How to go down in medical history without being a doctor (7 photos)

10 May 2024

A man named Martin Coney became famous for saving thousands of children's lives, but at the same time lied that he was a student of Pierre Boudin, the founder of modern perinatal medicine.

It was 1933 when the article “Saving the Children” appeared in World’s Fair. It was dedicated to the activities of Martin Koni. In those years, babies born prematurely were not nursed. Unfortunately. But Dr. Coney and his team were able to do this in their amusement park on Coney Island (New York). A person without a medical education was able to popularize incubators.

A little about Kony himself.

Martin himself was born in 1869 in Poland. His real name was Michael Cohen, but he changed it at age 18 when he moved to New York. He did not have a single official document confirming his medical education.

Martin, after settling in America, opened an “attraction” on Coney Island in 1903: for just 25 cents, anyone could watch children weighing less than a kilogram placed in incubators. He purchased them himself. This unique attraction has saved the lives of premature babies for 40 years.

During the early 20th century, hospitals considered premature babies to be genetically incomplete. There were no incubators; it was practically impossible to help them. Therefore, parents themselves brought their children to Martin Coney, and their treatment was expensive - as much as 15 dollars a day (equivalent to today's 400 dollars) and all the money collected from the audience went to care for the babies.

There were always barkers at the entrance: “Don’t forget to look at the children!” One of the barkers, by the way, was an aspiring actor, whom the world later recognized as Cary Grant.

In one of his interviews, the doctor said that he would immediately close his attraction as soon as hospitals provide quality medical care to premature babies.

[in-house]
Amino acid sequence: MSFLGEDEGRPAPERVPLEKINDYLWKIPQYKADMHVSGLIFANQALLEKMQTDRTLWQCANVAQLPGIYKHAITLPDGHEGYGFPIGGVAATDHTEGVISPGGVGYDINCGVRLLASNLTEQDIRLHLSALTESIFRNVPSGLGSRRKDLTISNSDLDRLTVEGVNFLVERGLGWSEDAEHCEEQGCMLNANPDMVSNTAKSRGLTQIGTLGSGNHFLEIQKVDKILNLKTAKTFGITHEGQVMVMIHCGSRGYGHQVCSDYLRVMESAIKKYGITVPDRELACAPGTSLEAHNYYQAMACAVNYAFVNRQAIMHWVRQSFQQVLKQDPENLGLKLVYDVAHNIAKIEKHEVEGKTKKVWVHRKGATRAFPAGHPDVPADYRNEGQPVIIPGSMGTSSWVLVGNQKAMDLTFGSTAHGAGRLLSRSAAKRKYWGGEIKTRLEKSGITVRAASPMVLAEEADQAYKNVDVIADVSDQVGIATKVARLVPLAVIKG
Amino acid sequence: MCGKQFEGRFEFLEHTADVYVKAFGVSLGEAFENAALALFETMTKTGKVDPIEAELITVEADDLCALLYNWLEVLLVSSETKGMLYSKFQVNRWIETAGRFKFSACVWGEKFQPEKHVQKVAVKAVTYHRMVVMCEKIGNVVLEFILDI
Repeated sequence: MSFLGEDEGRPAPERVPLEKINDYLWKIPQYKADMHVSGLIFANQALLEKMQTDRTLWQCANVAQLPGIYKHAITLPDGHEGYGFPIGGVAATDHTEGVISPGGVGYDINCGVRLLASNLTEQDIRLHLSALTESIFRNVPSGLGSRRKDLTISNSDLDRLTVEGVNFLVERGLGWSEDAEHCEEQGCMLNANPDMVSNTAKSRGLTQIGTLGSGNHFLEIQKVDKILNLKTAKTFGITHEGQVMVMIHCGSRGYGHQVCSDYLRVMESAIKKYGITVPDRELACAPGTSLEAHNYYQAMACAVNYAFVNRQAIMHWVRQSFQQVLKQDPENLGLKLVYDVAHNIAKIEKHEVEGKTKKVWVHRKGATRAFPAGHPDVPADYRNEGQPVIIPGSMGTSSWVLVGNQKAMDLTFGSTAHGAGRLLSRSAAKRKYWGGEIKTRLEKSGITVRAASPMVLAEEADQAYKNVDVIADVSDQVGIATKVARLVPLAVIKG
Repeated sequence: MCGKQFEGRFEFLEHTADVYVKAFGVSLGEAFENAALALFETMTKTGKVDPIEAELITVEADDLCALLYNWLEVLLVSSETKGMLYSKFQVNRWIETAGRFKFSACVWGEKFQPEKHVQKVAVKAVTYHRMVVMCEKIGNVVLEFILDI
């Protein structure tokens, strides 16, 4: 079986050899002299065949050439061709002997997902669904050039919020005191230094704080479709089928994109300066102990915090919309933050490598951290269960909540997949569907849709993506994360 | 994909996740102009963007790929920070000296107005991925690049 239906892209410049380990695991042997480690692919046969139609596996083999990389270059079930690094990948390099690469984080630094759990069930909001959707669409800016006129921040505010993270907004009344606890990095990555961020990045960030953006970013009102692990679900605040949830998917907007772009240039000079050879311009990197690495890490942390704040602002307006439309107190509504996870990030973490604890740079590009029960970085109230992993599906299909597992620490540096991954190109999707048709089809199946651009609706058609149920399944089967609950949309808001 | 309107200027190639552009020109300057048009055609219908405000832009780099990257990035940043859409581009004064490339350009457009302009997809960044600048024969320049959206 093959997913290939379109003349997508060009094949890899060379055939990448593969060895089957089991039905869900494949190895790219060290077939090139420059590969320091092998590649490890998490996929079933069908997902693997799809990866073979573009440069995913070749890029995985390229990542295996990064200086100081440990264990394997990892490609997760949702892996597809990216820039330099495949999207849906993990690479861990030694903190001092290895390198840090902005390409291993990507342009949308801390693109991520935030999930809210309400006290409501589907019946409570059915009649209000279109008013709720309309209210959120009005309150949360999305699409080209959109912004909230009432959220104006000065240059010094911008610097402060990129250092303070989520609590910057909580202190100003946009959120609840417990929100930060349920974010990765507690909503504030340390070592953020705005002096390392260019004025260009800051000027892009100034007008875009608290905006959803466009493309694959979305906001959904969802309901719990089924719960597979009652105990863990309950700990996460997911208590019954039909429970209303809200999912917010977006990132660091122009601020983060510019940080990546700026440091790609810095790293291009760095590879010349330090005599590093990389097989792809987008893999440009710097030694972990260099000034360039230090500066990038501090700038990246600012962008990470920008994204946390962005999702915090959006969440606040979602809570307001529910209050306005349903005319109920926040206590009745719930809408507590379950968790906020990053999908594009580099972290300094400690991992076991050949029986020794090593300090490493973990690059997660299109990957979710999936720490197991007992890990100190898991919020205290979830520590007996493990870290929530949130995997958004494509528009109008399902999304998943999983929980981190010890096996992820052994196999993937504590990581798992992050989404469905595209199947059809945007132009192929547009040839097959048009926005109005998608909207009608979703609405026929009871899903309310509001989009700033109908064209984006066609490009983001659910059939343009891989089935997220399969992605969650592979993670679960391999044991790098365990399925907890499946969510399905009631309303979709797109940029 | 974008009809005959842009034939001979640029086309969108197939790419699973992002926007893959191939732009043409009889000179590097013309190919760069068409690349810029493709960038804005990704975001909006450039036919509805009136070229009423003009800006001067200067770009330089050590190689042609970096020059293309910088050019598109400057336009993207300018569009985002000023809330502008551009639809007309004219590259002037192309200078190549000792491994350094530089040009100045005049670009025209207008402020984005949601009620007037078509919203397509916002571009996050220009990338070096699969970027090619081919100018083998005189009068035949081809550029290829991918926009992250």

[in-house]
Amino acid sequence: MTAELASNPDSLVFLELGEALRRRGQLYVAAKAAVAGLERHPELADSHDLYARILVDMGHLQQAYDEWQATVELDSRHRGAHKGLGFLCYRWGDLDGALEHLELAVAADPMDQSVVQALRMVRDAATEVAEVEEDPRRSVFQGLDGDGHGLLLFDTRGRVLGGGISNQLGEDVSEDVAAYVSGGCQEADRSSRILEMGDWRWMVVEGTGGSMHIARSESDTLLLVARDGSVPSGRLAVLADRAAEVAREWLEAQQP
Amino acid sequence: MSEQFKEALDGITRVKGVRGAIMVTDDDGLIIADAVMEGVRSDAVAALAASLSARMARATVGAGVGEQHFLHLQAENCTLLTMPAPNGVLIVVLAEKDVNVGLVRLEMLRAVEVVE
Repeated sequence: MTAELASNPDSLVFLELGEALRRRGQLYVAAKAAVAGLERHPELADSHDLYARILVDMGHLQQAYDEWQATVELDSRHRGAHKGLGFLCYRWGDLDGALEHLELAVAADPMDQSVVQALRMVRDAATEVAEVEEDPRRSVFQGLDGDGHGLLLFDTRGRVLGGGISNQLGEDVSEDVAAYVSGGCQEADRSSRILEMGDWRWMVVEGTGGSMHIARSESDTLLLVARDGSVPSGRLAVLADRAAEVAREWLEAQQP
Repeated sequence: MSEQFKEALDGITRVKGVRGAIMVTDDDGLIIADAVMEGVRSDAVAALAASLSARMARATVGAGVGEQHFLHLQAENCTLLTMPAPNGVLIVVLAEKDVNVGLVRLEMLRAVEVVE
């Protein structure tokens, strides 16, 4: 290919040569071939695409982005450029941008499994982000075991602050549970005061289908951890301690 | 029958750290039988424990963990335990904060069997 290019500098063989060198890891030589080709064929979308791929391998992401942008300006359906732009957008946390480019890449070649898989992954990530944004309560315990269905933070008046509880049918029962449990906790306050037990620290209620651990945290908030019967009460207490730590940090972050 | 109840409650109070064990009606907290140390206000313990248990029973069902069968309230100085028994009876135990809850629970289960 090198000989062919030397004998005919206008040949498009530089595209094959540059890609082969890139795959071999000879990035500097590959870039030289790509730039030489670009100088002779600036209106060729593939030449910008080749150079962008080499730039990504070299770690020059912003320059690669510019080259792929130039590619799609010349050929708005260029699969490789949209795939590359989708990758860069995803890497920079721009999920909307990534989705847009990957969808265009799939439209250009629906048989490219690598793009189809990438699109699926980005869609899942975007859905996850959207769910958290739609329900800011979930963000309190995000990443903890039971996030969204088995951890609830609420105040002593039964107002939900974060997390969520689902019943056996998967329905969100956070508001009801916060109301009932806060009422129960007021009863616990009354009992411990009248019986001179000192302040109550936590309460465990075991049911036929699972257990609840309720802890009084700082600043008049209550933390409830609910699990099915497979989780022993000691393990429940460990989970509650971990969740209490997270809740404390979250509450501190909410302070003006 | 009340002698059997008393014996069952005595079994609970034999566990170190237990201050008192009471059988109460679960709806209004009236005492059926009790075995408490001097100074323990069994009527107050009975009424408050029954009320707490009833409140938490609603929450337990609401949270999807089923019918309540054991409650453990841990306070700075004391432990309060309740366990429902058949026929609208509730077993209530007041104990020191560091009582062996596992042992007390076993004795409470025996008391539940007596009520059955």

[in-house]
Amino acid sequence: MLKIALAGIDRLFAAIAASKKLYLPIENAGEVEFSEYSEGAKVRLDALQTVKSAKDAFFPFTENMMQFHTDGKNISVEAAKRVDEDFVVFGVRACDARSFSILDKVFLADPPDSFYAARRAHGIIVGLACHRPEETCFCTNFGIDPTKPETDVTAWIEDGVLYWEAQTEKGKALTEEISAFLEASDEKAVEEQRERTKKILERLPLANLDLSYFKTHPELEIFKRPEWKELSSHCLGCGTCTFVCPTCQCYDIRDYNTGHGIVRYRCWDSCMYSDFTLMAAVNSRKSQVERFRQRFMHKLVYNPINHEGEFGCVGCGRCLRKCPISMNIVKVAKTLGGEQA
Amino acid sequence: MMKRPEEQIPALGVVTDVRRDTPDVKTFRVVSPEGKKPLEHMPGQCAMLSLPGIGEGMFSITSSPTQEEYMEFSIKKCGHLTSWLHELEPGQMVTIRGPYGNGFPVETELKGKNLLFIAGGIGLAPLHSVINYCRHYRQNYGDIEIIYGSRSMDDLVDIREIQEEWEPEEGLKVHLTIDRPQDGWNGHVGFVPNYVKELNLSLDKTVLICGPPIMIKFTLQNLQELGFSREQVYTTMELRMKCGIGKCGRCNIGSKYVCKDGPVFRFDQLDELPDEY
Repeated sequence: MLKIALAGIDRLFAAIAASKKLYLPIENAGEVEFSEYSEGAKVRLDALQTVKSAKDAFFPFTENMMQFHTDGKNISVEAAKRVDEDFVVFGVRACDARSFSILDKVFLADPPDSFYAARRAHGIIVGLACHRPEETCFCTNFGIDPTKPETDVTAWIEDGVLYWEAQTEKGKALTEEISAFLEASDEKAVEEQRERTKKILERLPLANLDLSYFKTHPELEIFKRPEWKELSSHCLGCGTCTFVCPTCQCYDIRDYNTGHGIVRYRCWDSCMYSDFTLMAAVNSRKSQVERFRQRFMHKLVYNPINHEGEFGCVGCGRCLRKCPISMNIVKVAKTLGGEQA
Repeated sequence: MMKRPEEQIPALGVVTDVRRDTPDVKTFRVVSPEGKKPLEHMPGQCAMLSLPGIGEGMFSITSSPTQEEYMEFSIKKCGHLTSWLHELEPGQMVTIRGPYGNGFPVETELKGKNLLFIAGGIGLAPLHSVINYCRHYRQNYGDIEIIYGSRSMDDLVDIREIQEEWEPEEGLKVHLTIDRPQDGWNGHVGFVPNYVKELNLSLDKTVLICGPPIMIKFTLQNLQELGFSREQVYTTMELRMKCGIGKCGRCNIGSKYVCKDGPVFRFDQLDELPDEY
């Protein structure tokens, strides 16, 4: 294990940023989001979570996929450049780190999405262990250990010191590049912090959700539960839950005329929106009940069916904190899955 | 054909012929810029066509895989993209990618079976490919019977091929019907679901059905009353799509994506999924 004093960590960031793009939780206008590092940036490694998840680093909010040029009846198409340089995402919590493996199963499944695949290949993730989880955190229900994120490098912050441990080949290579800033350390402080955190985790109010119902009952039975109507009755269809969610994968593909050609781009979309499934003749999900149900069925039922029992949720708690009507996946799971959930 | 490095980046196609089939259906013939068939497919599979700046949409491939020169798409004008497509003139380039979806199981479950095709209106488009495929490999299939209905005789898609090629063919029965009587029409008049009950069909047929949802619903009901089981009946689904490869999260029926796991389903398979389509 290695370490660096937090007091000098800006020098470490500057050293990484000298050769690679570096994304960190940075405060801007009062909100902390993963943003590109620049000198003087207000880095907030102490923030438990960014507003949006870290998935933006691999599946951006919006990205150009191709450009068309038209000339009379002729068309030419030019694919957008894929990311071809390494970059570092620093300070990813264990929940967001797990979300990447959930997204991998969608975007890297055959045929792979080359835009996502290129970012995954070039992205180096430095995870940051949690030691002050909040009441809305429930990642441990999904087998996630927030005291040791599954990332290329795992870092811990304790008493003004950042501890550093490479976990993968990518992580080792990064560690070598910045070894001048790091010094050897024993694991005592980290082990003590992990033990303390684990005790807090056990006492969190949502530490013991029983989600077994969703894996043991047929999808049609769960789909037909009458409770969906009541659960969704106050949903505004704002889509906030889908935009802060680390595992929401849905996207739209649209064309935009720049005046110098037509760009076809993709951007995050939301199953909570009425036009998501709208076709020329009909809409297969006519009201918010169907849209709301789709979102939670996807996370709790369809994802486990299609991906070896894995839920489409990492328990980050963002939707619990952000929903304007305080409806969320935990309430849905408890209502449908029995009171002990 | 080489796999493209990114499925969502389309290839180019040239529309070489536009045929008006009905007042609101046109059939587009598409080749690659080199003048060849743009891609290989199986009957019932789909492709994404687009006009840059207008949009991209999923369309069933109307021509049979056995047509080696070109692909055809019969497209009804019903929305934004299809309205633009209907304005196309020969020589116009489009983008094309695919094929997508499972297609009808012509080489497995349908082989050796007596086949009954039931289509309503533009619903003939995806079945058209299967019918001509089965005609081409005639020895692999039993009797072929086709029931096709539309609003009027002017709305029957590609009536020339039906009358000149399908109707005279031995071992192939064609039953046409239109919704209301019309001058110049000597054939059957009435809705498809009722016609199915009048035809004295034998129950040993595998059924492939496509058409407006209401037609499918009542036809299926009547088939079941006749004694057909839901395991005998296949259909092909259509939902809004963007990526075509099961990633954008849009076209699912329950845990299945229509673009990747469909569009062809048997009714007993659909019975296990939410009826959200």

Koni's incubators were a real miracle: they were created from glass and steel. They were placed at a height of one and a half meters, and the cradle itself was heated from a boiler located outside. The supplied air was thoroughly filtered.

The entire room was sterile clean, all nurses were cleaned and wore only gowns. Martin Koni was a supporter of breastfeeding, so wet nurses who drank or smoked were not allowed to see the children. Nurses generally had a special diet so that weakened children received the most nutritious milk every two hours. Those babies whose esophagus was underdeveloped were fed through their noses.

In the 40s, the first intensive care and resuscitation units for premature babies gradually began to appear in hospitals. Kony's dream has become a reality. The first department for premature babies appeared in New York in 1943.

Over the entire period of its existence, his “attraction” saved the lives of about 7,000 children.

But the doctors were indignant. They accused him of self-interest, declared violations of professional ethics, and the public condemned Kony for inhumanity. But he stubbornly continued to do his job and the public still wanted to look at “Kony’s children.” He saved lives and did it responsibly. He raised awareness about premature births and tried to convince all medical institutions that proper treatment and care would seriously increase the survival rate of babies. It was important for Martin that people see with their own eyes the importance of incubators and proper treatment, so that they believe that children can be saved. What can I say? Martina Koni's own daughter was born prematurely and was saved thanks to an incubator.

Over the years, Kony has been able to provide literally living evidence of his success. He gladly arranged meetings for his former “patients,” and some of the rescued children simply came to visit him.

In 1939, at the World's Fair in New York, a 19-year-old girl approached Koni with words of gratitude, because she was one of the children he saved. By the way, she became a nurse.

In 1943, Koni closed his exhibition and said that his work at the opening of the first department for premature babies was finished.

Martin Coney died in 1950, when he was 80 years old. For all 40 years, his “attraction” did not bring him any tangible income and he died in complete poverty.

But his business continues to live. And every day, all over the world, premature babies survive.

Add your comment
  • bowtiesmilelaughingblushsmileyrelaxedsmirk

You might be interested in: